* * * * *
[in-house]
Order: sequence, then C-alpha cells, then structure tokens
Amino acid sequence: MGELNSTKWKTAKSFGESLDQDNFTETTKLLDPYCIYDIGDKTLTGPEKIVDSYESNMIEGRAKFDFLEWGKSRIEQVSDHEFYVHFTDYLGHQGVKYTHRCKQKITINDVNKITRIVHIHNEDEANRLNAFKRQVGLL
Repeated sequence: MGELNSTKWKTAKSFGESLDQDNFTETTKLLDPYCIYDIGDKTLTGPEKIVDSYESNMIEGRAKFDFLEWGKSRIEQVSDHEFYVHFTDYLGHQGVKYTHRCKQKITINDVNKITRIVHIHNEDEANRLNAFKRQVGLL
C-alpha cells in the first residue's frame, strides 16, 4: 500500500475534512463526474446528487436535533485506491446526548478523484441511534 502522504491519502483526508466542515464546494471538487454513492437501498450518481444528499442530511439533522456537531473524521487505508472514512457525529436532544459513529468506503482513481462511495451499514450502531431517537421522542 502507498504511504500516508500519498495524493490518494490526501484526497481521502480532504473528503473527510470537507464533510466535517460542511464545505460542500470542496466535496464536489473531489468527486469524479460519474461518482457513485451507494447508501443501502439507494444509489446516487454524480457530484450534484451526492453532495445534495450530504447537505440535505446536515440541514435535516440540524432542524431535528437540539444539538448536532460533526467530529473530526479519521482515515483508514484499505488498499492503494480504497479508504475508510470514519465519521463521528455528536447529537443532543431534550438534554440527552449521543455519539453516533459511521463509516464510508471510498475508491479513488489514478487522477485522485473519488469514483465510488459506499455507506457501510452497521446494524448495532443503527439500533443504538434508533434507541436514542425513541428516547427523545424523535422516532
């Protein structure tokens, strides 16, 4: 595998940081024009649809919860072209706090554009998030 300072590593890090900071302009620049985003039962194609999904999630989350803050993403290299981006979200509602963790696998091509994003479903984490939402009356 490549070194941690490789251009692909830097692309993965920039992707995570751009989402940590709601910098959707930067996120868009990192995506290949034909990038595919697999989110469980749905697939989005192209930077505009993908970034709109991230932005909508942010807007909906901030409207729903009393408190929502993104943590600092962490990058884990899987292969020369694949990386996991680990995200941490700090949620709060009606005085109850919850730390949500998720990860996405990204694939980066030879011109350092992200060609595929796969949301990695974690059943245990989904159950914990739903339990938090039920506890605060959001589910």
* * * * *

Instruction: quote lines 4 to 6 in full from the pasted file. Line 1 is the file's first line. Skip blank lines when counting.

Repeated sequence: MGELNSTKWKTAKSFGESLDQDNFTETTKLLDPYCIYDIGDKTLTGPEKIVDSYESNMIEGRAKFDFLEWGKSRIEQVSDHEFYVHFTDYLGHQGVKYTHRCKQKITINDVNKITRIVHIHNEDEANRLNAFKRQVGLL
C-alpha cells in the first residue's frame, strides 16, 4: 500500500475534512463526474446528487436535533485506491446526548478523484441511534 502522504491519502483526508466542515464546494471538487454513492437501498450518481444528499442530511439533522456537531473524521487505508472514512457525529436532544459513529468506503482513481462511495451499514450502531431517537421522542 502507498504511504500516508500519498495524493490518494490526501484526497481521502480532504473528503473527510470537507464533510466535517460542511464545505460542500470542496466535496464536489473531489468527486469524479460519474461518482457513485451507494447508501443501502439507494444509489446516487454524480457530484450534484451526492453532495445534495450530504447537505440535505446536515440541514435535516440540524432542524431535528437540539444539538448536532460533526467530529473530526479519521482515515483508514484499505488498499492503494480504497479508504475508510470514519465519521463521528455528536447529537443532543431534550438534554440527552449521543455519539453516533459511521463509516464510508471510498475508491479513488489514478487522477485522485473519488469514483465510488459506499455507506457501510452497521446494524448495532443503527439500533443504538434508533434507541436514542425513541428516547427523545424523535422516532
């Protein structure tokens, strides 16, 4: 595998940081024009649809919860072209706090554009998030 300072590593890090900071302009620049985003039962194609999904999630989350803050993403290299981006979200509602963790696998091509994003479903984490939402009356 490549070194941690490789251009692909830097692309993965920039992707995570751009989402940590709601910098959707930067996120868009990192995506290949034909990038595919697999989110469980749905697939989005192209930077505009993908970034709109991230932005909508942010807007909906901030409207729903009393408190929502993104943590600092962490990058884990899987292969020369694949990386996991680990995200941490700090949620709060009606005085109850919850730390949500998720990860996405990204694939980066030879011109350092992200060609595929796969949301990695974690059943245990989904159950914990739903339990938090039920506890605060959001589910």